Singapore government withdraws funding from troubled Asian TV Awards

The Singaporean government has withdrawn its sponsorship of the Asian Television Awards.

Mumbrella can also reveal that the event company behind the awards has closed down, with staff and operations transferred to another company – both of which are owned by Singaporean media mogul Raymond Wong.

The latest revelations follow a series of troubles to hit Wong and the awards, which included a successful lawsuit by the 2017 event’s production company over unpaid fees, plus non-payment of staff pensions.

In a statement to Mumbrella, Singapore’s Infocomm Media Development Authority said it had pulled its funding from the 2018 awards. It has also removed the ceremony from the annual Singapore Media Festival, an event supported by the country’s tourism board.

A spokesman said: “The Asian Television Awards (ATA) Pte Ltd and IMDA, which hosts the Singapore Media Festival, have mutually agreed to terminate the sponsorship agreement for the Asian Television Awards.”

Other previous sponsors including Nippon Paint, Courts, Torque5, MEASAT and Speedcast have so far declined to reveal their sponsorship plans.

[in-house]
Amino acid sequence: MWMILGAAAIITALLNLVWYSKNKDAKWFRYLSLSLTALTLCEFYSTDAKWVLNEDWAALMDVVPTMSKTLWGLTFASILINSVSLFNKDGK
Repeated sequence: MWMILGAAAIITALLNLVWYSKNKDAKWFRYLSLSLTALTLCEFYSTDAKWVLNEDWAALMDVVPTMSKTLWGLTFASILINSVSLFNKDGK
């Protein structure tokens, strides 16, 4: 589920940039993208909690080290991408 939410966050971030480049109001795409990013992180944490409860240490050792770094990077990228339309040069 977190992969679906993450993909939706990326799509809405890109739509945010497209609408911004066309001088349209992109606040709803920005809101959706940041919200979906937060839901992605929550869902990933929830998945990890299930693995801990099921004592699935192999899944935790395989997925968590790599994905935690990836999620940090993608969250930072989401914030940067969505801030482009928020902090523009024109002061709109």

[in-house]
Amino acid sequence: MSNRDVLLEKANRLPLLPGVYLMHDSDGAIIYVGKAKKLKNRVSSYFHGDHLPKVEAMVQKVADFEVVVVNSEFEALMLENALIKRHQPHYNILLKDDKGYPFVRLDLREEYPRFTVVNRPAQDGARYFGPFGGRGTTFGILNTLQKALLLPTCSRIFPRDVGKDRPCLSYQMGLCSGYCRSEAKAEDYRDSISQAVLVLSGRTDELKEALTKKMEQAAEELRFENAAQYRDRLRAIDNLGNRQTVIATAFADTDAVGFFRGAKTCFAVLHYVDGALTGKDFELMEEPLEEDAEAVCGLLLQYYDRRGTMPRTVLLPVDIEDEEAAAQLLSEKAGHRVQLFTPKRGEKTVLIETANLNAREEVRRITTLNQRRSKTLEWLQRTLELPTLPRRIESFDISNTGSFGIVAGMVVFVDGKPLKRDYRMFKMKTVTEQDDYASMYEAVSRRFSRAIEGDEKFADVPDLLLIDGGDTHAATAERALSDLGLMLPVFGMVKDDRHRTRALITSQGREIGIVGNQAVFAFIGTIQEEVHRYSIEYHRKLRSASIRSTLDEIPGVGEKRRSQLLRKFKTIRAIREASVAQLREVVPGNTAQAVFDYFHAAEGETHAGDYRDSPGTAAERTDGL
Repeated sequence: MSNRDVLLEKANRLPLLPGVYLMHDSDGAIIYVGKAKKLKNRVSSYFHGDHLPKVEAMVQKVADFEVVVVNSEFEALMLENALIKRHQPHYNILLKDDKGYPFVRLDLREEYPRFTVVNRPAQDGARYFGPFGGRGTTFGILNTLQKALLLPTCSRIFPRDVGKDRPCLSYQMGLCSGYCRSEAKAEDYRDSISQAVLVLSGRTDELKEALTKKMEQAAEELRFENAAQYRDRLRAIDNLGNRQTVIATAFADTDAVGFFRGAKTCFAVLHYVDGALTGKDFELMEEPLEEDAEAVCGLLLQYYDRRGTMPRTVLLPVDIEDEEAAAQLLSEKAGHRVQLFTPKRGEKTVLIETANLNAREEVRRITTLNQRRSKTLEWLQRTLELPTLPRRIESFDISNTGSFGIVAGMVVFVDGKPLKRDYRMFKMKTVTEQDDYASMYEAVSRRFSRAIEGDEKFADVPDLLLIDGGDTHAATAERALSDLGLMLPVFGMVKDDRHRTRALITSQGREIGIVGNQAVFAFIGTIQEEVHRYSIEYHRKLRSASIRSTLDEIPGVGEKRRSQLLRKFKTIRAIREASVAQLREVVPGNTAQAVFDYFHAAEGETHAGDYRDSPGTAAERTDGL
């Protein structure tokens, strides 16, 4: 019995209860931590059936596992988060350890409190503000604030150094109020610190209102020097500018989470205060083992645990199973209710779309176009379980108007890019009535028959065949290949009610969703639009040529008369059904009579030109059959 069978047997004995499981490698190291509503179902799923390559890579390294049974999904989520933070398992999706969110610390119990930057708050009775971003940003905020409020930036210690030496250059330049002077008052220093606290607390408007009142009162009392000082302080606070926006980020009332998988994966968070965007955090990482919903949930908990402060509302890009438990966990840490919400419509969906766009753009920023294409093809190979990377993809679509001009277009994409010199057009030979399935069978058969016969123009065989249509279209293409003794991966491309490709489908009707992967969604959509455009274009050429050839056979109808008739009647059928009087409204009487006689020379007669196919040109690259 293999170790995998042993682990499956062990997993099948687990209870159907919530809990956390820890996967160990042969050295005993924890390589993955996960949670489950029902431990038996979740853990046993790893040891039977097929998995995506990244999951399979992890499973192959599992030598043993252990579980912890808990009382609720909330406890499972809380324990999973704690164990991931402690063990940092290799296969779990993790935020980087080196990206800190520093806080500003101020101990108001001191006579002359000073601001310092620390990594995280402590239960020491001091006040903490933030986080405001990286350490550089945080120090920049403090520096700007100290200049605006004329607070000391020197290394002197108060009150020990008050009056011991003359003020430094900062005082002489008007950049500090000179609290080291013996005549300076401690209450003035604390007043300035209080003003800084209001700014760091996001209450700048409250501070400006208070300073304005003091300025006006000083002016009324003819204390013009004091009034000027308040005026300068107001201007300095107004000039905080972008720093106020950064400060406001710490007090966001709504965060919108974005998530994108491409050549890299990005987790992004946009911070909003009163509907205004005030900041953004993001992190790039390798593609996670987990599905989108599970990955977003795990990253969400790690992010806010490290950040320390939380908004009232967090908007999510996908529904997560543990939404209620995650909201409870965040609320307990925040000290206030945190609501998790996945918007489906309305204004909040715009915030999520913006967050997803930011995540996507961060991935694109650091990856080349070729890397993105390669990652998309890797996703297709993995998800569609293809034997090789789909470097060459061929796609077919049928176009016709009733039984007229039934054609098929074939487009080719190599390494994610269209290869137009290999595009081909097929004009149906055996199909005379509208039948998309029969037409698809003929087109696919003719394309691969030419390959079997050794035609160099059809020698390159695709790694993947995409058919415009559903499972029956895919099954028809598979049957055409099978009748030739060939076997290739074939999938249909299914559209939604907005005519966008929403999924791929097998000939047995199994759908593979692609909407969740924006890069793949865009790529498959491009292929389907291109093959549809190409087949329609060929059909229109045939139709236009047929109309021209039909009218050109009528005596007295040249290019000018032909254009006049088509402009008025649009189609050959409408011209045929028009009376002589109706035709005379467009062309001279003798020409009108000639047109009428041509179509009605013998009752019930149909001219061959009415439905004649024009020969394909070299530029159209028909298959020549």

Raymond Wong

The Asian Television Awards has been organised for the last five years by Contineo Media, a publishing house formerly known as Ten Alps until it sold its majority 65 per cent stake to Karay Holdings –the investment vehicle of Wong – in 2012.

Earlier this year, Mumbrella revealed that Contineo Media was suffering from cash flow problems after it was accused of failing to pay its staffs’ salaries and Central Provident Fund – essentially a pension for Singaporean citizens and permanent residents.

Last year, the government-backed CPF Board fined Contineo Media – plus another company owned by Wong, Nanyang Learning Holdings – for non-payment of pensions.

The company has now left its office in Ubi Avenue and, according to a notice posted on the front door, its furnishings were auctioned off earlier this month by the CPF Board. 

However, despite its troubles, the awards has been earmarked to take place on December 7 and 8 at Suntec Exhibition Centre.

In a call for entries seen by Mumbrella, potential nominees are now asked to send their entry forms and fees to another company owned by Wong named Clarus Marketing, which according to Singapore’s Accounting and Corporate Regulatory Authority has until now been  inactive since its inception five years ago.

Sources with knowledge of the situation have also revealed that a number of Contineo staff are now working under the Clarus Marketing moniker at a new office in Mactaggart Road.

In addition to its CPF arrears, Contineo Media was sued by Singapore-based activeTV, which claimed the company had failed to pay S$250,000 owed for producing the 2017 ceremony.

Following a court hearing held on May 10, Contineo was ordered to pay S$292,000 to ActiveTV, plus S$2,000 in costs.

Wong has not responded to Mumbrella’s attempts to reach him for comment.


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